Python 1b - Commenting
To annotate your work, you can write a comment using the # symbol.
Comments are ignored when you run the program and they are not printed.
#This is a comment!
print("Welcome to Python!")
#The code above prints a nice greeting
Welcome to Python!
Programmers use comments to explain to other people (and themselves) what different sections of code do. With massive programs, comments are vital; otherwise, it would be too confusing, especially after returning from a few weeks or months on a different project.
If you are creating a Python project for school (or A-Level Computer Science coursework), you will need comments to explain your code and prove you have written it yourself.
Comments over Multiple Lines
Have a lot to say in one comment? Use three apostrophes ( ”’ ) at the start and three more at the end of your comment like below:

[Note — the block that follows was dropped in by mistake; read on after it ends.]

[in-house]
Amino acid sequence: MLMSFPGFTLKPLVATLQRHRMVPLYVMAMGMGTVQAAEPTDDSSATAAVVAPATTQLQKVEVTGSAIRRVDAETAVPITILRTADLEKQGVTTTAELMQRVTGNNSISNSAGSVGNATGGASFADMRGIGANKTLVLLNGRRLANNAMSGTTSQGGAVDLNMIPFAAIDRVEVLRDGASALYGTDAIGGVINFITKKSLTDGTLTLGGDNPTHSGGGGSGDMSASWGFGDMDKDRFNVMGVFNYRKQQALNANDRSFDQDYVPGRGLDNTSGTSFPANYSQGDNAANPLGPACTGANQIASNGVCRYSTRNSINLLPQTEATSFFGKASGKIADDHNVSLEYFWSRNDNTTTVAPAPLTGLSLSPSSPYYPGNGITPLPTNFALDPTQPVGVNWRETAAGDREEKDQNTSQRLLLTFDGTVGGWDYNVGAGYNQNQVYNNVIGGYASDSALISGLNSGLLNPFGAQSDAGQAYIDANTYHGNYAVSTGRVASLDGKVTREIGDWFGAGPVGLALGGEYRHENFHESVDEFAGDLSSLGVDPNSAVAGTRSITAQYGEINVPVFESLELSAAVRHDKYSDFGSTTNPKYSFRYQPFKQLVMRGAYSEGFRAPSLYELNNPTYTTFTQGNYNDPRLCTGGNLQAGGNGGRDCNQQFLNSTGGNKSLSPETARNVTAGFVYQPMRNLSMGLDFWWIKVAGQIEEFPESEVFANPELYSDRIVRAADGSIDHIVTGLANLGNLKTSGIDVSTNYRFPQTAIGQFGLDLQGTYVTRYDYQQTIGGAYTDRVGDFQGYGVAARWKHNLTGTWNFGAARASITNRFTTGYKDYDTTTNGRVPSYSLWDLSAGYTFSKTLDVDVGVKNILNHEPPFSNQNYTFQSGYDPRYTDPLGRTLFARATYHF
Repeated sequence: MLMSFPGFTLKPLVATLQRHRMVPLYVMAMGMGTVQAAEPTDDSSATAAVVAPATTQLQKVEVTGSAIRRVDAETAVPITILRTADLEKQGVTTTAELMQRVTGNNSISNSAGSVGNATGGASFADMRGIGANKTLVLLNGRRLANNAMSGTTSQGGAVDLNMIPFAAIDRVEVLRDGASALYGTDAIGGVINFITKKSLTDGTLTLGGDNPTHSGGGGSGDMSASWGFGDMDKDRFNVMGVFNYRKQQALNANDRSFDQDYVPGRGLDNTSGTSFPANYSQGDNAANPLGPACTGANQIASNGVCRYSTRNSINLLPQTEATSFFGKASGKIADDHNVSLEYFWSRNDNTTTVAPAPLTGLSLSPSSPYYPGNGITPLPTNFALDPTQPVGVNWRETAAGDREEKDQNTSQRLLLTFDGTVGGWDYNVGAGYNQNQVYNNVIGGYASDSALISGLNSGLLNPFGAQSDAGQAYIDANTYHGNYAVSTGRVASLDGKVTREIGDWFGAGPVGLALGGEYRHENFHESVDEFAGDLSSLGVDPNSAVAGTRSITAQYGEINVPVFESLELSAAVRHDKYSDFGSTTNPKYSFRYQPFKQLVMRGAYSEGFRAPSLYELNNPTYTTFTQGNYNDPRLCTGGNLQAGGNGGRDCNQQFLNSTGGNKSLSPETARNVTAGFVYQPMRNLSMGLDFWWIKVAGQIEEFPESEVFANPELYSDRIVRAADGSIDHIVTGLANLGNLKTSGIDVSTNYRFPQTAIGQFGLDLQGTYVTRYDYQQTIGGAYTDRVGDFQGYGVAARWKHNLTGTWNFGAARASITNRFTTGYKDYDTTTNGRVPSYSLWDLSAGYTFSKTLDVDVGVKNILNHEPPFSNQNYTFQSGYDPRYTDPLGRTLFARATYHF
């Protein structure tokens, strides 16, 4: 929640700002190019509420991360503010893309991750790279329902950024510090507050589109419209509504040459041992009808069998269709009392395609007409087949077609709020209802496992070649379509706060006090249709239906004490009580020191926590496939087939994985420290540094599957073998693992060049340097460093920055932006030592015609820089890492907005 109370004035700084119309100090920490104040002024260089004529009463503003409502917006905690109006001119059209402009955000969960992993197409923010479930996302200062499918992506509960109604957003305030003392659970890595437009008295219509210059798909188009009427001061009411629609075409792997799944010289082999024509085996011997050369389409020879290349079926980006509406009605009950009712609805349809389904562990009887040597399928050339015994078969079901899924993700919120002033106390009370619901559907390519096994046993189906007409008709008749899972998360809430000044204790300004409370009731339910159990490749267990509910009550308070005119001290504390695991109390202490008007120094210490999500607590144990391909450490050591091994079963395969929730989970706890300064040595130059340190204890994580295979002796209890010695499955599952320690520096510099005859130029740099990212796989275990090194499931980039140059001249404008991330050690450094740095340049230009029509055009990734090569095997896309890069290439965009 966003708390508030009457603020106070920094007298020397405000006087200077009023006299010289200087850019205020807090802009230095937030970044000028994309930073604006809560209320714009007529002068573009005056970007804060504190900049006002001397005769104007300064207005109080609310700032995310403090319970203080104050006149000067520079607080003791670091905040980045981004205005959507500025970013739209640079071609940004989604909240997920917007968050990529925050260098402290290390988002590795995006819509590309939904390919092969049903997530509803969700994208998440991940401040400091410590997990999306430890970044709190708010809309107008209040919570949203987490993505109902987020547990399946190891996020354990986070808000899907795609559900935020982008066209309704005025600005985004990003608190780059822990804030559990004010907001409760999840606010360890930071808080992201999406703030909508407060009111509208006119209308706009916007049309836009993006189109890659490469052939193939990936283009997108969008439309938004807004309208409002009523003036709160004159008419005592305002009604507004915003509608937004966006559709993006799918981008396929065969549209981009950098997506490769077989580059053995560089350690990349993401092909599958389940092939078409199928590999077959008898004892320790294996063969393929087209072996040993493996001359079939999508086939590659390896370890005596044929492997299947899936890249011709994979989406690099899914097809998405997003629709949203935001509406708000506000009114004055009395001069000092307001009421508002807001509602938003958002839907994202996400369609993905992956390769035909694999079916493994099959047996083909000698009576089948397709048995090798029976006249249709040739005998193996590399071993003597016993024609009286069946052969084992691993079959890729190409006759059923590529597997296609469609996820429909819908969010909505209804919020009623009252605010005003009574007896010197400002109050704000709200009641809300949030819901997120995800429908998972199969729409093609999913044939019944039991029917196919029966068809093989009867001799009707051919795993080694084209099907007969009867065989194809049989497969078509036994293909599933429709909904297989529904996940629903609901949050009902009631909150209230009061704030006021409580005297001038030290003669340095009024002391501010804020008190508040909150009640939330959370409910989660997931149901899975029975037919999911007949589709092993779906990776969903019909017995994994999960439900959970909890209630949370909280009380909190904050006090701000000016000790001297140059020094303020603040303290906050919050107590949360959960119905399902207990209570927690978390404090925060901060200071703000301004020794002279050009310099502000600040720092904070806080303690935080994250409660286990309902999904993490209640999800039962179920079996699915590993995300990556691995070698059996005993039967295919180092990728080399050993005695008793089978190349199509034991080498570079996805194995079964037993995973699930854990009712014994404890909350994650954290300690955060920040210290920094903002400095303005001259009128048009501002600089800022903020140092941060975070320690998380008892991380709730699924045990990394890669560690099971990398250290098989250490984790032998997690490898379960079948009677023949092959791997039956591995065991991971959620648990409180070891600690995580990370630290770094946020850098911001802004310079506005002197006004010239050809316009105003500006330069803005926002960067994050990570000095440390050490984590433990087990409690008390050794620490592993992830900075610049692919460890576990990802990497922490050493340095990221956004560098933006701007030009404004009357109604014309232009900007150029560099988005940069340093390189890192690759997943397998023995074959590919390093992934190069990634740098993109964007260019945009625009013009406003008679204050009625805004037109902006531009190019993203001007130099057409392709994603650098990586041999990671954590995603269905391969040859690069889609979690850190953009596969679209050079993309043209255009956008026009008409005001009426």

'''This is a comment that
I have spread out over more
than one line'''
print("Hello! How are you?")
Top Tip: Use multi-line comments when testing a program to ‘blank out’ sections that you know work fine and only focus on one part at a time.
Commenting Task 1 (Day of the Week & Weather)
On line 1 write a single-line comment (use #) to state that your program will print the day of the week.
On line 2 print the current day of the week.
On lines 3, 4 and 5 write a multi-line comment (use ''') about the weather today.
Remember comments won't be printed so only the day of the week should be output.